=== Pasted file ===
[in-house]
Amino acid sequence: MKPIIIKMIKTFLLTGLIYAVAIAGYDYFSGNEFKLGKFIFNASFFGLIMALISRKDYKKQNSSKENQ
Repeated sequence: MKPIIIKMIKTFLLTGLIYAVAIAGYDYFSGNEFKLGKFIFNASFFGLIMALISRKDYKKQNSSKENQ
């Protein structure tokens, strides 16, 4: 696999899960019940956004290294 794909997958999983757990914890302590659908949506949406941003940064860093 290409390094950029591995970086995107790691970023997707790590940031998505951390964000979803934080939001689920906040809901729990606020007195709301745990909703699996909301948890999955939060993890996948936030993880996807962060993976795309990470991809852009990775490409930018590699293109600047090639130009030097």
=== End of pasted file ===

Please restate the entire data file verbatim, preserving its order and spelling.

[in-house]
Amino acid sequence: MKPIIIKMIKTFLLTGLIYAVAIAGYDYFSGNEFKLGKFIFNASFFGLIMALISRKDYKKQNSSKENQ
Repeated sequence: MKPIIIKMIKTFLLTGLIYAVAIAGYDYFSGNEFKLGKFIFNASFFGLIMALISRKDYKKQNSSKENQ
């Protein structure tokens, strides 16, 4: 696999899960019940956004290294 794909997958999983757990914890302590659908949506949406941003940064860093 290409390094950029591995970086995107790691970023997707790590940031998505951390964000979803934080939001689920906040809901729990606020007195709301745990909703699996909301948890999955939060993890996948936030993880996807962060993976795309990470991809852009990775490409930018590699293109600047090639130009030097």